If we want to find a potential multi-bagger, often there are underlying trends that can provide clues. Ideally, a business will show two trends; firstly a growing return on capital employed (ROCE) and secondly, an increasing amount of capital employed. This shows us that it's a compounding machine, able to continually reinvest its earnings back into the business and generate higher returns. So, when we ran our eye over IES Holdings' (NASDAQ:IESC) trend of ROCE, we liked what we saw.
What is Return On Capital Employed (ROCE)?
For those that aren't sure what ROCE is, it measures the amount of pre-tax profits a company can generate from the capital employed in its business. The formula for this calculation on IES Holdings is:
Return on Capital Employed = Earnings Before Interest and Tax (EBIT) ÷ (Total Assets - Current Liabilities)
0.19 = US$69m ÷ (US$616m - US$252m) (Based on the trailing twelve months to March 2021).
Therefore, IES Holdings has an ROCE of 19%. On its own, that's a standard return, however it's much better than the 9.8% generated by the Construction industry.
While the past is not representative of the future, it can be helpful to know how a company has performed historically, which is why we have this chart above. If you want to delve into the historical earnings, revenue and cash flow of IES Holdings, check out these free graphs here.
What Does the ROCE Trend For IES Holdings Tell Us?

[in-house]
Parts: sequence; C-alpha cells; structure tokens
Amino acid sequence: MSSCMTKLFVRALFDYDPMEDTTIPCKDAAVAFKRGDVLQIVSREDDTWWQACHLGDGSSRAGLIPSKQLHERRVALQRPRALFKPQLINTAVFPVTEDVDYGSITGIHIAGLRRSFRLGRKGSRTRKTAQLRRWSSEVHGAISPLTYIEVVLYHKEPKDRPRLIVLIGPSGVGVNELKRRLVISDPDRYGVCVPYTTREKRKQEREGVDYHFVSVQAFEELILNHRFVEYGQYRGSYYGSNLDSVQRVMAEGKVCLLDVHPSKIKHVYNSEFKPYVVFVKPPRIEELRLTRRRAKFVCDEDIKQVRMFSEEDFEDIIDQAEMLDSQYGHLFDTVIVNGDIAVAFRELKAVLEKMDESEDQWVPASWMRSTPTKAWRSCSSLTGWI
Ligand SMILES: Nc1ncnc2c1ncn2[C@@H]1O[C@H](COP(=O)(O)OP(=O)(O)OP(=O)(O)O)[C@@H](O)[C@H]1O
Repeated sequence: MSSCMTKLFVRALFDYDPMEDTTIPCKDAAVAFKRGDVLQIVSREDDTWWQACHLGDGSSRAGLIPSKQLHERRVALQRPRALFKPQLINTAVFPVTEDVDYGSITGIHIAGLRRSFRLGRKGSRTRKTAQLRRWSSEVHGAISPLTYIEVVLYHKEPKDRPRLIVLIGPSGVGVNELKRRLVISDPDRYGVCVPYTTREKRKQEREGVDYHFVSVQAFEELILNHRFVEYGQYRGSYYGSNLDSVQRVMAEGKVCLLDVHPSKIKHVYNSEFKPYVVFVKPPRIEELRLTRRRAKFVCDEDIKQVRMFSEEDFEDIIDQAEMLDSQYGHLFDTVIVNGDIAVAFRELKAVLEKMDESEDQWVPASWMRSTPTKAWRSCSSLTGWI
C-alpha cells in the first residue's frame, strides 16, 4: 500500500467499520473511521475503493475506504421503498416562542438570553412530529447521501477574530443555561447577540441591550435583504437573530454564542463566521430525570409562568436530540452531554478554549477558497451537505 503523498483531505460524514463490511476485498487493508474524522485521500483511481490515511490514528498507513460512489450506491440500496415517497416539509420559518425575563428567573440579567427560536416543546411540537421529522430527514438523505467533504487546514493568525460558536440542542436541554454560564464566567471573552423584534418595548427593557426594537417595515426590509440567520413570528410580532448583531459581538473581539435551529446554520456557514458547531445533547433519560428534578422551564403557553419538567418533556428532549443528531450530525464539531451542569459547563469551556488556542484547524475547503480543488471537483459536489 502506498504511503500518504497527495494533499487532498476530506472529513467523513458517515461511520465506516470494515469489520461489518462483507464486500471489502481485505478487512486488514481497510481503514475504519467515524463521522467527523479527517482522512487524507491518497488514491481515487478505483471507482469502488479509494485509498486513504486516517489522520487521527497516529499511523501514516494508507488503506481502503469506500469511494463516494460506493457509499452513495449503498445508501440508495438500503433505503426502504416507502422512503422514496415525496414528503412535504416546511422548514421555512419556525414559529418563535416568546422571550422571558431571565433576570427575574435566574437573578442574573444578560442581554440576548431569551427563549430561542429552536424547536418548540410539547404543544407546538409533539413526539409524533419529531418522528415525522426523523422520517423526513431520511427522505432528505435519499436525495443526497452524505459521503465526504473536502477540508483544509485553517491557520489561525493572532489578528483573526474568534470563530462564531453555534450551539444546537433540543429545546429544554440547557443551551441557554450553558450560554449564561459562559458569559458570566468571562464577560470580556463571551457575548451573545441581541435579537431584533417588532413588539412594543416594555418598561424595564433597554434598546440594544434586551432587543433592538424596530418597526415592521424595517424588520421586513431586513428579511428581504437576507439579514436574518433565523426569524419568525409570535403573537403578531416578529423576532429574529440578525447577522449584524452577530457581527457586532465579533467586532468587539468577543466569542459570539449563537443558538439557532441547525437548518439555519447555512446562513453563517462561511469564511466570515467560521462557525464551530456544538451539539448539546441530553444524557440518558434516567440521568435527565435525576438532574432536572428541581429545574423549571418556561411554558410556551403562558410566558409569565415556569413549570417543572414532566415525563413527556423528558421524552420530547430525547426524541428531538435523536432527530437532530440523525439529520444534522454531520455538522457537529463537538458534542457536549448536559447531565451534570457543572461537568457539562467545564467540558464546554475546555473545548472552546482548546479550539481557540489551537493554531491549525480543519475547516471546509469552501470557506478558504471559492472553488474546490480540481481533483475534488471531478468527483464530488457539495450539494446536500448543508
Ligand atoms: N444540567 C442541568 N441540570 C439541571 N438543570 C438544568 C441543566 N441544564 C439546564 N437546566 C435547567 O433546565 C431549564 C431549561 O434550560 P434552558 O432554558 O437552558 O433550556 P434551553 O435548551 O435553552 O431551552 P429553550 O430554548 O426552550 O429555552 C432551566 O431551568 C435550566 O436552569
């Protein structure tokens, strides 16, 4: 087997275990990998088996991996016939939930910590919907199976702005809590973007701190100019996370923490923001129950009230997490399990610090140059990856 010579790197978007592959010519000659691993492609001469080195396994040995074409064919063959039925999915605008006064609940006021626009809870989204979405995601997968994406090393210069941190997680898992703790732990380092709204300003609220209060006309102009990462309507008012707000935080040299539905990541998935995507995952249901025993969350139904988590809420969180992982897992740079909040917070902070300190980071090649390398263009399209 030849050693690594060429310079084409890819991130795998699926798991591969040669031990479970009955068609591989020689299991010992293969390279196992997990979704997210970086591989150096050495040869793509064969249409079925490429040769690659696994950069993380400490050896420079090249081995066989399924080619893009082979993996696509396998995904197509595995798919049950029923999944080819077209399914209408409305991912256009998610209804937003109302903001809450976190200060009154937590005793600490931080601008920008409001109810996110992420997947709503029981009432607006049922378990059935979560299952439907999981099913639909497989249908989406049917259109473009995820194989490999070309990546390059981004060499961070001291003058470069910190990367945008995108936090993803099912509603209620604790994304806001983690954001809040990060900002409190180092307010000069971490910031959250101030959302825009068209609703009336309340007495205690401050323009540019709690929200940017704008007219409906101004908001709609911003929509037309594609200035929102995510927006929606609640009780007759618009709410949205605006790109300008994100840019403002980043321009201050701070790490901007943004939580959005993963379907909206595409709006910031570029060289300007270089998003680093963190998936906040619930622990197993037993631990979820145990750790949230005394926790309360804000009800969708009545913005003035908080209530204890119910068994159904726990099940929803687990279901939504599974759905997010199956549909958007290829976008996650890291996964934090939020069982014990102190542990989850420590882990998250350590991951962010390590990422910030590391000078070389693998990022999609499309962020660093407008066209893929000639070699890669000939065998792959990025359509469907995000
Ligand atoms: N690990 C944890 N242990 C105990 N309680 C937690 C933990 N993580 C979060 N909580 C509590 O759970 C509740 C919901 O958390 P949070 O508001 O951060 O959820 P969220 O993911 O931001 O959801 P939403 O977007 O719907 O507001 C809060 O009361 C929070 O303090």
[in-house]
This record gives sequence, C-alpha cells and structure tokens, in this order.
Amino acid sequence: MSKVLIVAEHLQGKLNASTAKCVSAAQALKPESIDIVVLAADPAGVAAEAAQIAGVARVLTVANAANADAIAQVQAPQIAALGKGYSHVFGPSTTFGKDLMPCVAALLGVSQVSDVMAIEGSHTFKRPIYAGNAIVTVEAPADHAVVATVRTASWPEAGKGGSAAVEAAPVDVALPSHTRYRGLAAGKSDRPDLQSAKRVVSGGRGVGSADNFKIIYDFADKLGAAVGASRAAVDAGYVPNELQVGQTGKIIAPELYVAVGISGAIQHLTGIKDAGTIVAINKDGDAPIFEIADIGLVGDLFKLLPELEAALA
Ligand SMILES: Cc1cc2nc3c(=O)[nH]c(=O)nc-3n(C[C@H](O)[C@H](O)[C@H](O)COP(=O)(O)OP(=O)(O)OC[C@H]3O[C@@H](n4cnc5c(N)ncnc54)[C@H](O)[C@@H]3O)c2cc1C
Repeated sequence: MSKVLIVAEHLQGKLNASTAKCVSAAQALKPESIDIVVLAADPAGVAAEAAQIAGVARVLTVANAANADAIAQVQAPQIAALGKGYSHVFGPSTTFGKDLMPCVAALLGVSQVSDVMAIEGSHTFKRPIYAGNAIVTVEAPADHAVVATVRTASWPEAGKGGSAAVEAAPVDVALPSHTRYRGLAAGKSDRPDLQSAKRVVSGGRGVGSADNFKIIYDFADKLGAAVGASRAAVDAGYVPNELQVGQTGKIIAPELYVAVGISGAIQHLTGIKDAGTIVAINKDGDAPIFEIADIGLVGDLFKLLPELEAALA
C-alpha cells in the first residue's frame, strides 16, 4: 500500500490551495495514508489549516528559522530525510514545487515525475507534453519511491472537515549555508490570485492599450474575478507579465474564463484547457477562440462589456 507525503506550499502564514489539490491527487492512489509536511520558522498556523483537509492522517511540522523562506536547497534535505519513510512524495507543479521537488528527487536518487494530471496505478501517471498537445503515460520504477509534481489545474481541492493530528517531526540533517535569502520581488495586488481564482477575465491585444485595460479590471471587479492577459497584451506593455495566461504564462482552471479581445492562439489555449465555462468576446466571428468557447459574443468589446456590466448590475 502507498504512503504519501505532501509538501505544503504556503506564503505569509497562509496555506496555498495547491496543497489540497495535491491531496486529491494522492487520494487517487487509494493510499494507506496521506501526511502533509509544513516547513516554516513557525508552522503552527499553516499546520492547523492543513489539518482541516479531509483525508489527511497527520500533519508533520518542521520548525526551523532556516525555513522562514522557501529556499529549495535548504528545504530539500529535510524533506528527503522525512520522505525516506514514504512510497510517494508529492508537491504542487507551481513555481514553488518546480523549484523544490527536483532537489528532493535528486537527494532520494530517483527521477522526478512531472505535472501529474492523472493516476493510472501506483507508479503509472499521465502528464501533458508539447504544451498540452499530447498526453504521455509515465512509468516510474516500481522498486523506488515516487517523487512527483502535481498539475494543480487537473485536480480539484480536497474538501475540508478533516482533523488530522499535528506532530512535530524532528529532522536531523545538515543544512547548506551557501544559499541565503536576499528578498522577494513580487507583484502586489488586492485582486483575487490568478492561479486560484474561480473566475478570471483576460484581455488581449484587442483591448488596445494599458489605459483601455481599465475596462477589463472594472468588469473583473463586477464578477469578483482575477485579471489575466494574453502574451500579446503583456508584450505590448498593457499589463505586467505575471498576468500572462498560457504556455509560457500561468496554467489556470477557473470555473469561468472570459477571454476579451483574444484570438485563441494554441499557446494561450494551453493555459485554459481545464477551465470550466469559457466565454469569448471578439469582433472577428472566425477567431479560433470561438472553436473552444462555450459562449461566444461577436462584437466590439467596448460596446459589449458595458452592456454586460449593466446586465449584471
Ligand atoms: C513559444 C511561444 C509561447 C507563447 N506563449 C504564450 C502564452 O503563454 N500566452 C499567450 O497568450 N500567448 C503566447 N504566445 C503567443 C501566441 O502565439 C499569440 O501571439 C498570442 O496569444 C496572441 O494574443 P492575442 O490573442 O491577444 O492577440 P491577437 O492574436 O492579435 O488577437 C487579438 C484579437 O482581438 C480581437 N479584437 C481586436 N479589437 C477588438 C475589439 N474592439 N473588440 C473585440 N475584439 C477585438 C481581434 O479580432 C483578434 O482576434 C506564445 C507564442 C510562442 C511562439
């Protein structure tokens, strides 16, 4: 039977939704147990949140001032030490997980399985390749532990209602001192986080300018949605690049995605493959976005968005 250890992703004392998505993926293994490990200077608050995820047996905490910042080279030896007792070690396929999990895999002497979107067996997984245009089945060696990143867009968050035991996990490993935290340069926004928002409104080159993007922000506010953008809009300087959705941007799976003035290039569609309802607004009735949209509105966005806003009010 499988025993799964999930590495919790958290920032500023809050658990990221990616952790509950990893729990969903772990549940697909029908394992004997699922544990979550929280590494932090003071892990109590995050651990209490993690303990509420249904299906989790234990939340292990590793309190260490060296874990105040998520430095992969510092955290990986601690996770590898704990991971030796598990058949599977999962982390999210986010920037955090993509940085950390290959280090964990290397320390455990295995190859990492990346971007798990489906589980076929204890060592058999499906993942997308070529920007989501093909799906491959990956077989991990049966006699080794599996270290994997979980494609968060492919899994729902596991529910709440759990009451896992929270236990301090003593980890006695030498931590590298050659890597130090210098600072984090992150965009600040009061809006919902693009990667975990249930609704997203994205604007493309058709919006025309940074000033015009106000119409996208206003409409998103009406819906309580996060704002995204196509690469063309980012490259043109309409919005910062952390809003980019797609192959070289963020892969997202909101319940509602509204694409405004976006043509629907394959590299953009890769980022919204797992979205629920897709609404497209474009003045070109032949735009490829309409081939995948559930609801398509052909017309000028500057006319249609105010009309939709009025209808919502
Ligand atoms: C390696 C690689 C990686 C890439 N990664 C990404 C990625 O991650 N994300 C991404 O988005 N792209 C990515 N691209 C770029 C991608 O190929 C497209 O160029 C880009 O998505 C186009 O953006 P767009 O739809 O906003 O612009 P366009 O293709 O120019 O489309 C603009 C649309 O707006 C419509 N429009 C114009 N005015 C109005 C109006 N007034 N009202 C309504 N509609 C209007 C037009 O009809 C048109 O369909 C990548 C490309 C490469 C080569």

The trend of ROCE doesn't stand out much, but returns on a whole are decent. The company has employed 186% more capital in the last five years, and the returns on that capital have remained stable at 19%. Since 19% is a moderate ROCE though, it's good to see a business can continue to reinvest at these decent rates of return. Stable returns in this ballpark can be unexciting, but if they can be maintained over the long run, they often provide nice rewards to shareholders.
Another thing to note, IES Holdings has a high ratio of current liabilities to total assets of 41%. This can bring about some risks because the company is basically operating with a rather large reliance on its suppliers or other sorts of short-term creditors. While it's not necessarily a bad thing, it can be beneficial if this ratio is lower.
What We Can Learn From IES Holdings' ROCE
The main thing to remember is that IES Holdings has proven its ability to continually reinvest at respectable rates of return. And long term investors would be thrilled with the 270% return they've received over the last five years. So while investors seem to be recognizing these promising trends, we still believe the stock deserves further research.
On a final note, we found 2 warning signs for IES Holdings (1 is a bit concerning) you should be aware of.
If you want to search for solid companies with great earnings, check out this free list of companies with good balance sheets and impressive returns on equity.
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